Enright brilliantly captured the complexity of an affair. It’s not all about the passion isn’t it? Albeit early stages it is, after that it’s all about people that are affected by the affair. An affair doesn’t involve two persons but everyone that are related to that two persons.
Gina recalled her relationships with her deceased parents and how her relationship with her sister Fiona altered, with her sister’s discovery of her affair with Séan. Gina recalls her childhood and adolescence. Gina analyses the breakdown of Séan’s relationship with his wife and the bond he shared with his daughter. Both parties make their spouses out to be a horrible person, Conor a mouse-clicking, internet and technology addict; Aileen the overbearing wife. Centre to this however was Séan’s 10-year-old daughter Evie which Séan most loved. I can’t help but think that Gina is only serve with the crumbs of what is left of Séan’s love for his daughter or whether Séan really loves Gina, except Gina believes it to be so. Her affair may be her subconscious way of avoiding the same rut of her sister’s mundane domesticated life.
I push this review up on top of the other 4 reviews I have to write, in the hope that this book will be shortlisted for the Orange Prize next Tuesday. Do not be quick to judge this is another one of those ‘infidelity novel’. I don’t like reading about the subject matter either, but I am glad that I read the book and finish it within 2 days. At the heart of the novel, is a young woman’s honest record of her experience in navigating in the rough waters of marriage, family bonds, career and of course, infidelity; made brilliant by Enright’s beautiful writing. One that I would not easily forget.
Hardback. Publisher: Jonathan Cape 2011; Length: 240 pages; Setting: Terenure, Dublin, Ireland. Source: Library copy. Finished reading at: 14th April 2012.
There are many reviews out there, but here are the ones from my favourite bloggers:
Jackie@farmlane books: This book is packed with emotion and has the benefit of being far more cheerful than The Gathering.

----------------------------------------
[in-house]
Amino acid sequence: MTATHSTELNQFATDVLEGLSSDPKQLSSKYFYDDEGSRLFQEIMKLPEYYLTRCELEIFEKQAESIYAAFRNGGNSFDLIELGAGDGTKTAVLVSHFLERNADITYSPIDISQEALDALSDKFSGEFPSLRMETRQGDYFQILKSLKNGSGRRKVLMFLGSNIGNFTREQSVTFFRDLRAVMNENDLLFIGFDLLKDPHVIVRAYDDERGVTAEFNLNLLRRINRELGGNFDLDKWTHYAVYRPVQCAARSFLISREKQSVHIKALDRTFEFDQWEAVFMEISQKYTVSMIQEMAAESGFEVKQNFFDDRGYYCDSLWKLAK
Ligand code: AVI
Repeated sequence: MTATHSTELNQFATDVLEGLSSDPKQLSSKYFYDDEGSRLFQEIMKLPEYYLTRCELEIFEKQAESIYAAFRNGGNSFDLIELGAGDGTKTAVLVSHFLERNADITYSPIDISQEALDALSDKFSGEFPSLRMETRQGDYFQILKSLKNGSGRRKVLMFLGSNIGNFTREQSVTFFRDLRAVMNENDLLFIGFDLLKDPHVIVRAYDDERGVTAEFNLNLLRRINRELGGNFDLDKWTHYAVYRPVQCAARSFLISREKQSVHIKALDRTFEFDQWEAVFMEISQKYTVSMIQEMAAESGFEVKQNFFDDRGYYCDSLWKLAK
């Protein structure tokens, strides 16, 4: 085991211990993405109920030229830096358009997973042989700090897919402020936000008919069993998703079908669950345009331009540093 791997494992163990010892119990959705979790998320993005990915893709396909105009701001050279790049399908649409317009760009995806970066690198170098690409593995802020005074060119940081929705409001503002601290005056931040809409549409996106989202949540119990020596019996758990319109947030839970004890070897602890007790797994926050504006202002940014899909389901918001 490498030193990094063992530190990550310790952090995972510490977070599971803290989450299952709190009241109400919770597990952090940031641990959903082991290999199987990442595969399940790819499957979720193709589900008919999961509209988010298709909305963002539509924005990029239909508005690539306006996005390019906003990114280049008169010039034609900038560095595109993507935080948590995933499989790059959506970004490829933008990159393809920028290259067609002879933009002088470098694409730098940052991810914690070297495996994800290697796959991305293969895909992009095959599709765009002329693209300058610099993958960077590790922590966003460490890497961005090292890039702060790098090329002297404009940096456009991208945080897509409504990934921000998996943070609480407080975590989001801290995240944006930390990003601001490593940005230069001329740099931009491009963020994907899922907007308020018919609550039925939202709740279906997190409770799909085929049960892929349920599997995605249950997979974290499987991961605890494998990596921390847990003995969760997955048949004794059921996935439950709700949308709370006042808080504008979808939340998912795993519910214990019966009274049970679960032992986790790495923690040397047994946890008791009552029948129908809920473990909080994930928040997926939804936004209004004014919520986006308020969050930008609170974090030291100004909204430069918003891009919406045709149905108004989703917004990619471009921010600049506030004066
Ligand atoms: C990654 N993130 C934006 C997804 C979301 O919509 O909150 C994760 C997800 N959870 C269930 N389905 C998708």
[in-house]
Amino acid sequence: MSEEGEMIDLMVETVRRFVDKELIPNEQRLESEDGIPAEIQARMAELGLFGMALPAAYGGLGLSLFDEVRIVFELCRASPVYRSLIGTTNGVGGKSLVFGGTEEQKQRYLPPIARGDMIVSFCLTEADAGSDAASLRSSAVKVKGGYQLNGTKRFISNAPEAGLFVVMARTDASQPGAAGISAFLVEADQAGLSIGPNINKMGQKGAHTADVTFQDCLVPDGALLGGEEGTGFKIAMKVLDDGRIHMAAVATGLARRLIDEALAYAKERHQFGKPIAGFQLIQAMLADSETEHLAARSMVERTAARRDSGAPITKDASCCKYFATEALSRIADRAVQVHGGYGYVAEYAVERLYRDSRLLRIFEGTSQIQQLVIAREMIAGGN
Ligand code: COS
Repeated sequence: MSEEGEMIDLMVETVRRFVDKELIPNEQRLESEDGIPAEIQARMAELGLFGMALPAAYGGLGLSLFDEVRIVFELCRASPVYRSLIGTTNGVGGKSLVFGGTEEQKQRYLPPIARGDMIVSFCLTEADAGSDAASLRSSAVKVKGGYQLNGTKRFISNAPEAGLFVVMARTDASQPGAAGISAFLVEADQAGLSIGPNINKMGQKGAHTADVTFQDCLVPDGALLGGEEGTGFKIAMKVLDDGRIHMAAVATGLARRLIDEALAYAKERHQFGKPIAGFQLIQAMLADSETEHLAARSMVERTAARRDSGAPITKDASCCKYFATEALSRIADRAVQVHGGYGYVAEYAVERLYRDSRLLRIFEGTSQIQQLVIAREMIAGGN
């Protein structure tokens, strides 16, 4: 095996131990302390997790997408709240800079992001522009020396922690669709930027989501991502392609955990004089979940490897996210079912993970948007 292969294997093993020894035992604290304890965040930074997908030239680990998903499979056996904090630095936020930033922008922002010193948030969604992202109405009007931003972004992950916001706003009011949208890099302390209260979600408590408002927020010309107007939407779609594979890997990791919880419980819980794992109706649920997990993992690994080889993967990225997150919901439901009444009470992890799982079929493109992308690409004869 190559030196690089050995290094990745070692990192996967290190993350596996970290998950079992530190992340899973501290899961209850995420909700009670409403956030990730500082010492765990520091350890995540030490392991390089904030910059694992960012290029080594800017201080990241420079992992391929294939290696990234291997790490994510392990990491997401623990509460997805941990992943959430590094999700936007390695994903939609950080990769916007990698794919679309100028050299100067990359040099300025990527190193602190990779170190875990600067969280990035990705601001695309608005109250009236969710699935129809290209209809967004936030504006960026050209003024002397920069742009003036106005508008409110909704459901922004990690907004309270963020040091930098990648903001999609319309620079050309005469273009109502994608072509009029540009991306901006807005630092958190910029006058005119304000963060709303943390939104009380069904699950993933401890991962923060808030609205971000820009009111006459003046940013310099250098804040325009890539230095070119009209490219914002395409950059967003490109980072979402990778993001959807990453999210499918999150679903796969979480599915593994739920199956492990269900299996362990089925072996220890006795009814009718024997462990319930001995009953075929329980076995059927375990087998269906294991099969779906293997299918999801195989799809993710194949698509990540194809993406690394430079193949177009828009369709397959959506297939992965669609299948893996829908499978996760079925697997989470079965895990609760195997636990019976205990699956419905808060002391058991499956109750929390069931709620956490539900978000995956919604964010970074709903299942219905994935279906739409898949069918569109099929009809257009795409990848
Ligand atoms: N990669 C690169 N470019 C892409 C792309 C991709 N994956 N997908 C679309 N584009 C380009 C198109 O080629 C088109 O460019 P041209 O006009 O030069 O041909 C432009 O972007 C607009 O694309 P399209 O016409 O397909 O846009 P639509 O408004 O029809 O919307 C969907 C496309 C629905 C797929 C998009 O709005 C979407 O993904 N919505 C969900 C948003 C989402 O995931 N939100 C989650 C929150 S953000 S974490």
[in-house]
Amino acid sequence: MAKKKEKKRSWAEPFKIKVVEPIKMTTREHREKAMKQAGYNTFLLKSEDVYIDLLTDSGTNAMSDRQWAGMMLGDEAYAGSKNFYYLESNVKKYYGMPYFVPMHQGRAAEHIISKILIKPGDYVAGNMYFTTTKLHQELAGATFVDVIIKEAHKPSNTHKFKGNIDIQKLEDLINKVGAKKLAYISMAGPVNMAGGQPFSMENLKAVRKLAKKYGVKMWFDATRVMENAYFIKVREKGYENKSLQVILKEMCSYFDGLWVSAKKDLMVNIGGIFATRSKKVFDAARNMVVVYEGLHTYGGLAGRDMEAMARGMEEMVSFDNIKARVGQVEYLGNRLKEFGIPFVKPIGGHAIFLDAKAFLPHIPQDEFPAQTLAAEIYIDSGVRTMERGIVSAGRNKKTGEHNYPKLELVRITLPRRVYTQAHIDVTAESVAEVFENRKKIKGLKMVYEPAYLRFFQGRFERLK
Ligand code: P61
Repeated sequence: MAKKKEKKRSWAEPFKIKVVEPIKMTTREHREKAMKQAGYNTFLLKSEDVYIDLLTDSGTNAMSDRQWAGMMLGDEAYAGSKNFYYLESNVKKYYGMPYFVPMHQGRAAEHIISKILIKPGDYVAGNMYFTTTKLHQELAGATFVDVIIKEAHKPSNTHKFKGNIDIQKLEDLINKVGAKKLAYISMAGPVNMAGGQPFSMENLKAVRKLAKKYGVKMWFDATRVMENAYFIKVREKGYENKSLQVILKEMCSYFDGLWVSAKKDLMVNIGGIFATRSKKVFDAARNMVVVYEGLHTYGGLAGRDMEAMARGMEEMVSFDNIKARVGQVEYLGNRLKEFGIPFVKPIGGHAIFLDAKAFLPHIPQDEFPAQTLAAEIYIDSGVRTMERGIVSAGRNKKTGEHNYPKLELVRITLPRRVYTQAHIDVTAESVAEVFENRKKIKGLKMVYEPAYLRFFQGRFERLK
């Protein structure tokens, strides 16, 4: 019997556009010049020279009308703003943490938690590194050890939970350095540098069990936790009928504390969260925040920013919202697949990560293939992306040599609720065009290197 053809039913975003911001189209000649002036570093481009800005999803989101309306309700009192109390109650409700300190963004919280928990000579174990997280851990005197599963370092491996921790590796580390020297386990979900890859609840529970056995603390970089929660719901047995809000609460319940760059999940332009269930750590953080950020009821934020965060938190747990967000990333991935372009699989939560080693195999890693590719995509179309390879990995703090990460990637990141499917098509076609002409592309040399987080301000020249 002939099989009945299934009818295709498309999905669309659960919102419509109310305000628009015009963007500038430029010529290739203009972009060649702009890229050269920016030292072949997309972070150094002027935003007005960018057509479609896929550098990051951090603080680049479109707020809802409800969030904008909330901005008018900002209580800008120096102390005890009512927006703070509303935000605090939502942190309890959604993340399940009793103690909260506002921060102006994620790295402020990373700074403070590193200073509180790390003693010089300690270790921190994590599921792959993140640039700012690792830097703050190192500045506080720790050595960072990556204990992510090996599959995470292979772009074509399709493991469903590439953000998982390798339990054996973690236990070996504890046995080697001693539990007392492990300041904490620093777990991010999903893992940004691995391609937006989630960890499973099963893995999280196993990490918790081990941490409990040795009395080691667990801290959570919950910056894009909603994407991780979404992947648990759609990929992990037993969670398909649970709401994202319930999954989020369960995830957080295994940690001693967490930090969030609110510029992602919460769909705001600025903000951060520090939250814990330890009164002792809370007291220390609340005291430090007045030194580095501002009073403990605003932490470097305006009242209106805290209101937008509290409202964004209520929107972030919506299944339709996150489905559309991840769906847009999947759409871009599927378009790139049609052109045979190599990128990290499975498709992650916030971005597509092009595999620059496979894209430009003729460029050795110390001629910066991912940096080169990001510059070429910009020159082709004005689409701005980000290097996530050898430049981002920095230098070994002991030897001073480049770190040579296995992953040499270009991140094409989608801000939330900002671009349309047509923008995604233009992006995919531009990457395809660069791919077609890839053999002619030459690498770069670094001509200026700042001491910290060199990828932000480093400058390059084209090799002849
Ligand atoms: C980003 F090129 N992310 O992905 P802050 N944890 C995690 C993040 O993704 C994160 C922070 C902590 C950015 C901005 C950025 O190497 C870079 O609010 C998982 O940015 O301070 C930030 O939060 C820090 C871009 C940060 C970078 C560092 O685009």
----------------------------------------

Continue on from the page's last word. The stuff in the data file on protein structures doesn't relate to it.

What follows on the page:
Kim@Reading Matters: At its most basic level, The Forgotten Waltz is about infidelity, but dig deeper and you’ll see it’s also about one woman navigating a complicated, messy life full of contradictions, tangled emotions and family loyalties. Above all, it is a very human tale about passion, secrets and lies.
Nomad reader: This novel is filled with adultery and its impact on spouses, siblings, and children. The star of this novel, however, is Enright’s writing and perhaps her exploration of theme. The verdict: As a story of Gina, I adored it. As a novel, however, the male characters didn’t come through for me, and I wished for one of them to shine. Regardless, Enright’s writing is top notch, and this slim novel is worth reading.
Iris on books: : The bottom line: The Forgotten Waltz was not for me. Adultery and Enright’s portrayal of it, just couldn’t capture my interest. I felt more resistance than enjoyment while reading, more bleakness than appreciation of Enright’s style. But I can see why the novel is praised, and why her writing style might be moving, and how her language is effective in its switch from meandering to detailed, to direct, to observational. But, personally, I think it may be a while yet before I pick up another Enright novel.
Tracey@Book Sanctuary: The first half of the book was great, compelling and hard to put down. The second half didn’t work for me although that didn’t stop me easily finishing it. I found it a bit slow and the level of detail for that phase of the story too much. There are historical family issues to deal with and Sean’s daughter Evie features a lot. These seemed peripheral to the main story to me but I’m not sure that was the author’s intention. I like the title – As easy as it was for Gina to brush aside her vows in the heady early days of the affair, she wouldn’t have the luxury of forgetting the consequences of that choice quite so easily.